Kestos brassiere drawn by Elizabeth Ewing in her book Fashion in Underwear.

Elasticized shoulder straps reached all the way around from the back and buttoned to the front of the Kestos under the pockets, which were shaped by darts and seams. In England, “You didn’t buy a brassiere, you bought a Kestos.” — Elizabeth Ewing, in Fashion in Underwear, p. 95.

Caresse Crosby (real name, Mary Phelps Jacob) claimed to have invented the modern brassiere in 1913; in 1914 she patented a bandeau with a gathering string down the middle, which separated the breasts.

Caresse Crosby's 1914 brassiere drawn by Elizabeth Ewing in Fashions in Underwear

Caresse Crosby’s 1914 brassiere as drawn by Elizabeth Ewing in Fashion in Underwear

Click here for a view of her 1914 patent application illustration.

It’s clear that Crosby’s invention may have prevented nipples from showing through sheer clothing, but it was not really designed to lift sagging breasts.

This 1929 ad for Carters rayon underwear shows a bra with gathering at center front. Delineator, March 1929.

This 1929 ad for Carter’s rayon knit underwear shows a bra with side darts and  adjustable gathering at center front. Delineator, March 1929. Such gathering was an attempt to adjust for differences in breast size and shape, dating back to the Crosby bra of 1914.

The Innovative Youthform

This ad for a Youthform brassiere (although the word brassiere is not used) is the most fascinating I’ve found, and I have not found much further information about this bra  — just what the ad contains. [If it was mentioned in Uplift, it’s not in the index, nor is Youth Form.] I had to break the ad into three parts for legibility:

Top image from an Ad for the Youthform brassiere, Delineator, March, 1929, p. 112.

Top image from an ad for the Youthform brassiere, Delineator, March, 1929, p. 112. That seems to be a drawstring at center front. Notice the wide elastic band.

Text of the Youthform bra ad, March 1929.

Text of the Youthform bra ad, March 1929. “Today’s styles clearly define the bust…. Youthform’s secret is in the elastic band which goes around the body…. Not sold in stores because they are made to your individual measure.”

That part about “made to your individual measure” is explained better on the ordering form:

Order form for Youthform bra, 1929. Unlike most bras for sale, it asks for an underbust and full bust measurements.

Order form for Youthform bra, 1929. Unlike most bras for sale then, it asks for two important measurements; “size around body just under bust” and “size around body across center of bust.”

Bra Fit:  It Takes Two (Measurements)

These two measurements — “size around body just under bust” and “size around body across center of bust” — are still the key to finding a bra that fits. Understanding the difference between chest measurement and breast size was still in the future for other companies. (The Youthform company, founded by “one Dr. Alford” in 1923 — or 1925 — was still in business in 1957, as this lawsuit  over the use of the name “Youth Form” shows. In 1928, Youthform mail-0rder sales totaled $16,000, but sales did not return to that level after the Crash of 1929.)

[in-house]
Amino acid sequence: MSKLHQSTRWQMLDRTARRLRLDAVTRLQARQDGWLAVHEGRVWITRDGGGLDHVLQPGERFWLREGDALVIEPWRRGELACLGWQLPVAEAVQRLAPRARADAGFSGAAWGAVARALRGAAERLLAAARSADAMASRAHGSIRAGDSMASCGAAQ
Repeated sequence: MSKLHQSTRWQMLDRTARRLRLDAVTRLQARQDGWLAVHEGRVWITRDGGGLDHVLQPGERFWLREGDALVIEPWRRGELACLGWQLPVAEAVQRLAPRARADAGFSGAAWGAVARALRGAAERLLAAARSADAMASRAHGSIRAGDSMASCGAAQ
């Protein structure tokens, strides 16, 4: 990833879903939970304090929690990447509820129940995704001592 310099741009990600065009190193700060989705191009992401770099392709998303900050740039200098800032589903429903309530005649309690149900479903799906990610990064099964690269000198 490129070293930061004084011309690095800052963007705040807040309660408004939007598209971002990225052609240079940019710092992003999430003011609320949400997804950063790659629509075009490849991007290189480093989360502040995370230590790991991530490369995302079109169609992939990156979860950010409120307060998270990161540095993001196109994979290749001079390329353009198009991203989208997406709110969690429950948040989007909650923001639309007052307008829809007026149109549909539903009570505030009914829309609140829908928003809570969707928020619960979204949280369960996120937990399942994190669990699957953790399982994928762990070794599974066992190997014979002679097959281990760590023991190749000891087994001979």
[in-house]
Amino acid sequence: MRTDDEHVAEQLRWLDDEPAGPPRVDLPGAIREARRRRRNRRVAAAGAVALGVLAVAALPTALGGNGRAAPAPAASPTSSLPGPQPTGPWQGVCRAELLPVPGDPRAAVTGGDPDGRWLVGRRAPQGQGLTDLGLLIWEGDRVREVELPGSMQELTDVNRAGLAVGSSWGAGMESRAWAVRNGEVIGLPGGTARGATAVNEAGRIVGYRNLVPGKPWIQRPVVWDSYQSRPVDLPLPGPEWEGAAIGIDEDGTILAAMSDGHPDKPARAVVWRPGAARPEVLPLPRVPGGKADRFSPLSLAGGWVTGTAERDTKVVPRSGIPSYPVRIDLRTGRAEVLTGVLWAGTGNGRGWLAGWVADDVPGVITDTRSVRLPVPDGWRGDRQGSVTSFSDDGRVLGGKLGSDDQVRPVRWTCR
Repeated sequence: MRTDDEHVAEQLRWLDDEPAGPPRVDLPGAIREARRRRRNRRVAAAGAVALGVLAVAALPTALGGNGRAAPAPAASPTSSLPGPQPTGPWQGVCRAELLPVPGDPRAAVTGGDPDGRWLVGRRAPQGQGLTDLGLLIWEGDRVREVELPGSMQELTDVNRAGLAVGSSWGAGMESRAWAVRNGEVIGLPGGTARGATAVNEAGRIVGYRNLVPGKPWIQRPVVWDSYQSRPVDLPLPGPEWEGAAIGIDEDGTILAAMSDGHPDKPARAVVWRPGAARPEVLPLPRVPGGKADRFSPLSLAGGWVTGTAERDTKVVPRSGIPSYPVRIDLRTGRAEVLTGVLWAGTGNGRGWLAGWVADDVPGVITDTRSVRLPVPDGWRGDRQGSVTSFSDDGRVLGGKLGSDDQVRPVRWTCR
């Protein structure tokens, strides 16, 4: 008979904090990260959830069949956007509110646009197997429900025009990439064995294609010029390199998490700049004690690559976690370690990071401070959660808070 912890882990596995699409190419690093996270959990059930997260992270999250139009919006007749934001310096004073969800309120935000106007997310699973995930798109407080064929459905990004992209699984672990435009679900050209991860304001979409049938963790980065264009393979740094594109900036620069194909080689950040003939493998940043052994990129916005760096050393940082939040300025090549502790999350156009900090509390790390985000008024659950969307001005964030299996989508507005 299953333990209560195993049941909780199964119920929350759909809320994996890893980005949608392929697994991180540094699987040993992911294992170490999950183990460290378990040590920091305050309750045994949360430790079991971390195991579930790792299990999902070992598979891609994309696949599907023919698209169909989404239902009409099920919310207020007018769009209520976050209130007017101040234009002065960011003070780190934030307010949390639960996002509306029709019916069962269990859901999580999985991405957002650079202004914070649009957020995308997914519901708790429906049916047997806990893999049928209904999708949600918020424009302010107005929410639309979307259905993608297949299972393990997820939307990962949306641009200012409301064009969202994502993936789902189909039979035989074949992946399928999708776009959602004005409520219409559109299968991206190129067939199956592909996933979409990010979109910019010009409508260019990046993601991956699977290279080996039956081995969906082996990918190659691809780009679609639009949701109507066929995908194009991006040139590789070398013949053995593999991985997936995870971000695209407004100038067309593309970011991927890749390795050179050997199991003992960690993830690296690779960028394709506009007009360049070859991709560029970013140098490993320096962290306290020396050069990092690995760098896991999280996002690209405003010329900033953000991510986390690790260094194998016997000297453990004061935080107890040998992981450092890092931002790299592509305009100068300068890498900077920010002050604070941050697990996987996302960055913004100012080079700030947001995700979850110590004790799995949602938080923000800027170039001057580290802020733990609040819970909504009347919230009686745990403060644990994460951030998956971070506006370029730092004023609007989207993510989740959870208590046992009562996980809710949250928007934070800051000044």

About bra cups:  If a woman wears what is now called an “A cup” or a “B cup,” the problem of support — keeping her breasts from bouncing painfully when she runs, for example — may not be her main reason for wearing a brassiere. But those of us who have what the mammogram technician refers to as “a lot of tissue” expect support and stabilization from our bras.

How Do You Find a Bra That Fits? You Need Two Measurements

In costume fittings, I have seen too many actresses wearing the wrong size bra because they think that a 36 inch measurement over the largest point of the bust means they should buy a size 36 bra. In reality, the difference in the measurement of the band around your ribcage and the measurement over the fullest part of the bust — plus a chart — gives you two sizes: the size of the band (a number) and the size of your bra cup (a letter.) If you’ve never measured yourself this way, click here for a good size calculator that will guide you through it. Clue:  If the band of your bra keeps riding up in back, you are wearing the wrong size. You probably need a smaller number and a higher letter. (Either that, or your bra is old and the elastic is failing…. Or your body has changed: weight loss, weight gain, pregnancy?)

As it happens, the concept of cup size was slow to develop and become an industry standard. In 1929, “cups were not yet sized, and straps could not be easily adjusted in length.” (Uplift, p. 56.)

An uplift bra from the Sears catalog, Fall 1929, looks very much like a modern brassiere.

An uplift bandeau from the Sears catalog, Fall 1929, looks very much like a modern brassiere, but it was sold by only one measurement.

One bright idea from the late twenties was the use of molded knit rayon in bras. Just as “fully fashioned” stockings could be knit into a shape resembling a human leg, rayon knit bra “pockets” could be shaped in the knitting process without needing darts or seams.

Also from 1929, this Delineator article about the latest undergarments shows a foundation that looks surprisingly modern — although today it would be made from elasticized fabric:

1929: The garment in the center is unboned, flexible, and suited to the clinging bias cut dresses coming into fashion. Delineator, March, 1929, p. 50.